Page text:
Let’s talk about some ways to avoid a repeat.

Read moreHow Can I Back Up My Data More or Less Continuously?

Where is my Outlook “PST” file located?

I need to backup or make a copy of my mail folders in Outlook, which as you know are stored in something called a “PST” file. I’ve looked everywhere and can’t find it. Where does Outlook hide my email? Where does Outlook keep my PST file? 

PST stands for “Personal STore” – as in your personal mail storage. PST files are actually fairly complex databases that contain your mail, your calendar, your contacts, and even more when you use Microsoft Office’s Outlook mail program. (Not to be confused with, the online mail service from Microsoft, which is completely unrelated.)

The default location has changed a time or two over the years. Of course, there’s always a chance that your PST is stored in some other, non-default location.

Rather than telling you where the default location is, let’s use Outlook itself to tell you the exact path of your PST file and then use Windows itself to do the same.

Read moreWhere is my Outlook “PST” file located?

Can I backup one computer to another?

I checked your information on backing up, but I didn’t see anything with regards to how you physically connect one machine to another. Do you use a cable or is it done over a network? I tried using a cable for one desktop to my laptop, but I couldn’t see the other machine’s drives on my laptop. Both machines use Windows 7. I have EaseUs ToDo for the software that I’m using. I’m willing to try whatever you suggest.

There are a couple of ways to do what you’re suggesting. I’ll recommend something to you that I do, but for most folks, I suggest something else first.

Read moreCan I backup one computer to another?

Can I use backup software to move programs?

Hi. I’m thinking of buying some backup software. Can you give me some advice please? I use a PC tune-up from AVG and it wiped everything from my computer. Fortunately, it has an option to reinstall deleted files, so I was okay. That’s why I started to research the subject, so it wouldn’t happen again. That’s also how I came across your site. I’m using Windows 7 Premium and I have many programs that I use daily to manage my website (apart from other things). I have an external disk drive, but I don’t use it. I’m thinking of buying a new computer in the near future, which will have Windows 8 installed. I want to be able to move programs from one computer to another without losing the data within them. Can I do this or not using imaging software?

When it comes to imaging or backup software, I recommend Macrium Reflect. Ideally, you should be using this (or any kind of backup software) already, if for no other reason than to back up your files.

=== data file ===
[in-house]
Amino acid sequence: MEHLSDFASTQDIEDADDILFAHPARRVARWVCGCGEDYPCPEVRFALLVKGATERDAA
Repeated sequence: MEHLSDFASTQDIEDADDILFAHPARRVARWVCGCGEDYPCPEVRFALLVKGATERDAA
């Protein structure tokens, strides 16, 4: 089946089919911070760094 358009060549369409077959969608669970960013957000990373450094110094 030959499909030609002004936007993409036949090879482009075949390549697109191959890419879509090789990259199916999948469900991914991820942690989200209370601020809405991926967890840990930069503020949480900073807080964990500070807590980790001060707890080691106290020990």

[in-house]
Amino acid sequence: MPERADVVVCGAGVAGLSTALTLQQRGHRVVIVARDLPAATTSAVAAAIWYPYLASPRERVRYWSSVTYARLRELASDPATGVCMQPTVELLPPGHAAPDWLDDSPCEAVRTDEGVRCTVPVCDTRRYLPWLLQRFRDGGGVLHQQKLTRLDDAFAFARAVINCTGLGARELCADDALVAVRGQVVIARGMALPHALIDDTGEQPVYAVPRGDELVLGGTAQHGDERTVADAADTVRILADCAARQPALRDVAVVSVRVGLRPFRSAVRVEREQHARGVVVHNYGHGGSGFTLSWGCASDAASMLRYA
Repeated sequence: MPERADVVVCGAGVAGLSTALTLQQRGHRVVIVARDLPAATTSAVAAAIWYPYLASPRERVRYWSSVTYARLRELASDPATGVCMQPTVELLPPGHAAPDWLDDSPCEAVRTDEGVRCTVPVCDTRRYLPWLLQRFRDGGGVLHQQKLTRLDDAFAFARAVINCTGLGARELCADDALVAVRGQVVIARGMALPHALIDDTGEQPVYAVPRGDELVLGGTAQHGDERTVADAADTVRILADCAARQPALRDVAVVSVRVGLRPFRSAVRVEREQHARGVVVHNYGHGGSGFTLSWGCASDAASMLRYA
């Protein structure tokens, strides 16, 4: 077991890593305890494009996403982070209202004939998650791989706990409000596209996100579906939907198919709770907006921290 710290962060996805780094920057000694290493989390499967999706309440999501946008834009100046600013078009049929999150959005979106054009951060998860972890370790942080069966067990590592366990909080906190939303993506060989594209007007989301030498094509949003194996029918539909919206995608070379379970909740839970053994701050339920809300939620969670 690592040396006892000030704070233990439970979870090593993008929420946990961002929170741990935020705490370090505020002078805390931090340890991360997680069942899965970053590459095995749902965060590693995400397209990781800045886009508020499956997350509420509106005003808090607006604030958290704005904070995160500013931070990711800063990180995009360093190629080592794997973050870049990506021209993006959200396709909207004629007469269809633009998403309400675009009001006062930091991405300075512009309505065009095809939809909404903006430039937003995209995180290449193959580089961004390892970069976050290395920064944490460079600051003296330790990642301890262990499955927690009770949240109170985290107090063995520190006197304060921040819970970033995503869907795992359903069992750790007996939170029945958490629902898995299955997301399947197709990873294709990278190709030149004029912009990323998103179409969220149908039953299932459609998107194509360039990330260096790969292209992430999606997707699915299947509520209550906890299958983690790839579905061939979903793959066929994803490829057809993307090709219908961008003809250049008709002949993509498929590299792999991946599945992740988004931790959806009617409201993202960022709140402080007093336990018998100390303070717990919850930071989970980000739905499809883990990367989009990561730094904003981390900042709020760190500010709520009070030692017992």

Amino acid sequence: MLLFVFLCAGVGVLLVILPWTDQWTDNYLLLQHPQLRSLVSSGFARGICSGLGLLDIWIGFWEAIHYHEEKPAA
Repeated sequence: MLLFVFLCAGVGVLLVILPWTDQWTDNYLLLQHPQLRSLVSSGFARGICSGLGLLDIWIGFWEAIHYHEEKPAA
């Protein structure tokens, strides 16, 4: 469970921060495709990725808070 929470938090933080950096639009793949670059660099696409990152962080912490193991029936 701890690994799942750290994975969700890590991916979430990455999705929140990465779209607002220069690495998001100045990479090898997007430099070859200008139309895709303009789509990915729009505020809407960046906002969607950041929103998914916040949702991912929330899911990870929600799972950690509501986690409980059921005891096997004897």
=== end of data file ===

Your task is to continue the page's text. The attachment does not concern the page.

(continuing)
In regards to your question, however, you need to remember that backing up and moving programs are two different things. I’ll explain why that’s important.

Read moreCan I use backup software to move programs?

Will backups run if my PC asks for a password?

Leo, I’m a bit confused. If I schedule a backup for say 1:00 am, must I leave my machine on? When I leave my machine on and unattended, then after about 15 minutes, the machine comes to a place where it needs my password to resume in Windows 7. Will this not prevent Macrium from performing a backup? Also if I backup to DVDs, I will need to be up at 1:00 am to swap out discs. Do you know where I go in Windows to disengage the password for my machine?

Some of the things that you ask about will definitely affect your ability to run your backups in the middle of the night – and some of them won’t.

Read moreWill backups run if my PC asks for a password?

Why does my computer crash when I try to back up?

My husband keeps telling me that I need to backup my computer so that we don’t lose our photos or files from my home business. A couple of years ago, we spent $100 to buy an external hard drive. We used it, but it would freeze my computer. It would literally take a day or two before we could get the machine to work again. We contacted the company and they sent out a different software download. We tried for a year to get that blasted external hard drive to work. My computer would shut down within five minutes of plugging it in.

We bought a new computer and tried the same external hard drive with the same results. We then purchased a program from my husband’s college called Crash Plan. The same result as the hard drive happened. We uninstalled the program. Last week, my husband again pleaded to me to have me backup my files. We purchased a plan for $50 through iDrive. It actually started to backup files – good progress! 50 hours later, we were only at 25%. My computer was hot to the touch and the fan was running so loud that you could hear it upstairs. We paused the program just to let the computer rest. We let it rest for two days. I turned it on this morning and it froze three times within the hour. Even Ctrl + Alt + Delete wouldn’t work. Why will my computer not back up files? There honestly has to be a better way.

Backing up shouldn’t be this hard. All of the things that you’ve tried should work.

Your computer shouldn’t crash after you plug in an external hard drive or run a backup. Technically, a computer should never crash. The only thing that has me puzzled here is that the crash happened on two different computers.

So, let’s talk about what could be going on here.

Read moreWhy does my computer crash when I try to back up?

If it’s All Digital, Won’t You Lose it Anyway?